People stand in line to play the lottery at the Town & Country news stand in Los Angeles, California March 30, 2012. Buzz is building around the largest lottery jackpot in world history, now up to $640 million ahead of the drawing taking place in Atlanta late Friday night. (Photo : REUTERS/Mario Anzuoni)
The largest lottery jackpot in U.S. history totaling $640 million has at least one winner and officials were waiting early on Saturday to see if there are other winning tickets.
Maryland lottery officials announced that a winning ticket was purchased at a store in Baltimore County, though they had not identified the winner yet.
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"This is truly remarkable and historic," said Maryland lottery director Stephen Martino.
If there is more than one winning ticket with all six numbers of the Mega Millions lottery drawn on Friday night the winners split the jackpot.
The winning numbers announced at the drawing in Atlanta were 2-4-23-38-46 and Mega Ball 23. It was expected to take hours to identify possible winners due to the sheer number of the $1 tickets sold.
Odds of winning the entire jackpot are 175 million to one, said Margaret DeFrancisco, president and chief executive of the Georgia Lottery Corporation.
If a single ticket matches all six winning numbers, the player would receive either a one-time payment of $462 million or the full jackpot in 26 annual installment payments.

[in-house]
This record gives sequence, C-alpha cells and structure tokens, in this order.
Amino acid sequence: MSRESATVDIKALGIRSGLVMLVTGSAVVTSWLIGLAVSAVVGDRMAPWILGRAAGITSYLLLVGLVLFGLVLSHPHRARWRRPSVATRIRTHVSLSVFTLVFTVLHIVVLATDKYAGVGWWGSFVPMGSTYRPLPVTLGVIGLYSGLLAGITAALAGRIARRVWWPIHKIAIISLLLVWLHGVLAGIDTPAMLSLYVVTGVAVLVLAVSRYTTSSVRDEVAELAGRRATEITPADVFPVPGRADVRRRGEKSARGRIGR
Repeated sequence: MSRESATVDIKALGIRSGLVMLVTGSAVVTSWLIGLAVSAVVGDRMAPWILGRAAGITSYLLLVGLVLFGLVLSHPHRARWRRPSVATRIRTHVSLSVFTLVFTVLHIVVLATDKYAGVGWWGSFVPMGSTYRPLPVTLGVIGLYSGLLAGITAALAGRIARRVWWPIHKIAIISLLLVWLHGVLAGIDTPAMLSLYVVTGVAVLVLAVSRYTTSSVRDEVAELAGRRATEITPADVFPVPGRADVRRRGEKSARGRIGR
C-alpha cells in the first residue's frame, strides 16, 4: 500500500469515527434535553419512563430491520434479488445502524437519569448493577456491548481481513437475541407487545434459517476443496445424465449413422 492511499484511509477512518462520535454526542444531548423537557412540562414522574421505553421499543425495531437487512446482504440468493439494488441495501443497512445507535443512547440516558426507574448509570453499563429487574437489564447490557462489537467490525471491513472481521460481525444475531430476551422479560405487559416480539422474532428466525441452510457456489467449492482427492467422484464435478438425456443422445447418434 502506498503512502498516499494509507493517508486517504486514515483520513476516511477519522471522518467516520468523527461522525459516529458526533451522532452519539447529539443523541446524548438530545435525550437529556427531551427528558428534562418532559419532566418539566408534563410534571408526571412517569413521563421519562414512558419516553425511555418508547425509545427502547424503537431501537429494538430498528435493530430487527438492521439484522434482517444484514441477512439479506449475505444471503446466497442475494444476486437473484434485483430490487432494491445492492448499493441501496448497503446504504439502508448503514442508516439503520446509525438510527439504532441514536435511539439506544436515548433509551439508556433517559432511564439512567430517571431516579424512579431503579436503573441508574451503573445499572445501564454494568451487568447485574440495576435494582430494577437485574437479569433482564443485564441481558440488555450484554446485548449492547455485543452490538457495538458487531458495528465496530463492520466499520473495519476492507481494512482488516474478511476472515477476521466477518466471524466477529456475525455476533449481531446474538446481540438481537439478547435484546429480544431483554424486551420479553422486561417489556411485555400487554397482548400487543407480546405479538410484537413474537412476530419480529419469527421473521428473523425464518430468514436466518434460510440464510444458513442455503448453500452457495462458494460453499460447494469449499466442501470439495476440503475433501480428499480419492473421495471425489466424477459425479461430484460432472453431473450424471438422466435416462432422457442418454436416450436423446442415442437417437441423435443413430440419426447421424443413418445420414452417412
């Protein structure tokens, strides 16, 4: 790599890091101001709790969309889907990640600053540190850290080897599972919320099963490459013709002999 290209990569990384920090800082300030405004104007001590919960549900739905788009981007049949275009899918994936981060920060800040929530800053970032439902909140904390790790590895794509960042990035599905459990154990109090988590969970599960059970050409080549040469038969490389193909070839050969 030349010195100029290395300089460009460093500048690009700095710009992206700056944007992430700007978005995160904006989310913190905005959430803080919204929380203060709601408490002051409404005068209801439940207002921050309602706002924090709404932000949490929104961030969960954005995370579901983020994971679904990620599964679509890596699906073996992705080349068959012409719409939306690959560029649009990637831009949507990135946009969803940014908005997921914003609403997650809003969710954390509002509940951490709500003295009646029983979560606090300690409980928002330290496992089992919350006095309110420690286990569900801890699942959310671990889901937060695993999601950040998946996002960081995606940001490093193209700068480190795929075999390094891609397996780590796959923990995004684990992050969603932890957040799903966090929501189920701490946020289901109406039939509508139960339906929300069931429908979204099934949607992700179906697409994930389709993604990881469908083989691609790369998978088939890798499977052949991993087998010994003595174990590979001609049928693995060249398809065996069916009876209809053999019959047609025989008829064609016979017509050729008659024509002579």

"There is a tremendous amount of buzz and excitement," DeFrancisco said. Buyers lined up this week across the United States to purchase the lottery tickets.
"I'm going to pay off my law school loans," one woman said. Another woman said she drove to Colorado from Wyoming to buy tickets because the Mega Millions game isn't available there.
The previous largest Mega Millions jackpot was $390 million in 2007, which was split between two ticket holders in Georgia and New Jersey.
About half the lottery money goes back to ticket holders in the form of winnings, 35 percent to state governments and 15 percent to retailer commissions and lottery operating expenses.
No matter who wins the jackpot, one certain winner is the U.S. Internal Revenue Service. The tax-collecting agency subjects lottery winnings of more than $5,000 to a 25-percent federal withholding tax.